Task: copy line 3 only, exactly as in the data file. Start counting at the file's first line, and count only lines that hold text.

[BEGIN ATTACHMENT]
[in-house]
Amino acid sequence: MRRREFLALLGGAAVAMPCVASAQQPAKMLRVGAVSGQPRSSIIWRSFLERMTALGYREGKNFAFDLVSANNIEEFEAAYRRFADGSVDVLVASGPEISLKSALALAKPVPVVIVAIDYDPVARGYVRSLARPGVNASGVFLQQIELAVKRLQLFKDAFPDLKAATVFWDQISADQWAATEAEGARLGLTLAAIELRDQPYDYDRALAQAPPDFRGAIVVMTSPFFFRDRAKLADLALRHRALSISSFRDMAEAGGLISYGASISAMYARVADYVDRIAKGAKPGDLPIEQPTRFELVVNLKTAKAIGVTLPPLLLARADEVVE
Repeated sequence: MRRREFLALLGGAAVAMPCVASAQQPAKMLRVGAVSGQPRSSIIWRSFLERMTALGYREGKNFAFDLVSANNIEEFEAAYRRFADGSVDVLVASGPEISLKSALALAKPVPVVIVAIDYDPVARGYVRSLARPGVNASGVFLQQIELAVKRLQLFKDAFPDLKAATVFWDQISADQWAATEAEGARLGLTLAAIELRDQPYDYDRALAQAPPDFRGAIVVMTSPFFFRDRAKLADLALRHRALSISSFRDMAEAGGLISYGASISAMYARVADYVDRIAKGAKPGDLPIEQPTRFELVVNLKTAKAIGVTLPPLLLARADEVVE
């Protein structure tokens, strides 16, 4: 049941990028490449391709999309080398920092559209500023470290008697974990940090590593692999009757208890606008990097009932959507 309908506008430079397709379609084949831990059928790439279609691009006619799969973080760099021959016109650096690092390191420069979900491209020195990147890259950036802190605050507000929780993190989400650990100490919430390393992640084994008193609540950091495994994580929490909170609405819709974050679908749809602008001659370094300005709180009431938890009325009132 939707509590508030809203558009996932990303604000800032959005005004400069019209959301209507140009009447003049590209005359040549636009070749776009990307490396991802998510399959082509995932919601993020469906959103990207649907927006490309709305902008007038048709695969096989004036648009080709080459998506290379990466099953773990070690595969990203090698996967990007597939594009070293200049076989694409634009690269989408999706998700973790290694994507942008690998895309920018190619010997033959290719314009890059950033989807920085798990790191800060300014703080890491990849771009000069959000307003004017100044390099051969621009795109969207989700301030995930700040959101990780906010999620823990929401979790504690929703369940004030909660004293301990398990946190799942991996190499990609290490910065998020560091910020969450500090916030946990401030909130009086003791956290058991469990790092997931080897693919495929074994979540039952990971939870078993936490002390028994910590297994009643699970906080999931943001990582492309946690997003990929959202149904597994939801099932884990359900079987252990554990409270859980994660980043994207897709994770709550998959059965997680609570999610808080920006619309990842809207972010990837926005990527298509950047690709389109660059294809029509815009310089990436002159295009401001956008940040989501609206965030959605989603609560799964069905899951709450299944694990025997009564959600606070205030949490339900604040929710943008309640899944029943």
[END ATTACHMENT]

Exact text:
Repeated sequence: MRRREFLALLGGAAVAMPCVASAQQPAKMLRVGAVSGQPRSSIIWRSFLERMTALGYREGKNFAFDLVSANNIEEFEAAYRRFADGSVDVLVASGPEISLKSALALAKPVPVVIVAIDYDPVARGYVRSLARPGVNASGVFLQQIELAVKRLQLFKDAFPDLKAATVFWDQISADQWAATEAEGARLGLTLAAIELRDQPYDYDRALAQAPPDFRGAIVVMTSPFFFRDRAKLADLALRHRALSISSFRDMAEAGGLISYGASISAMYARVADYVDRIAKGAKPGDLPIEQPTRFELVVNLKTAKAIGVTLPPLLLARADEVVE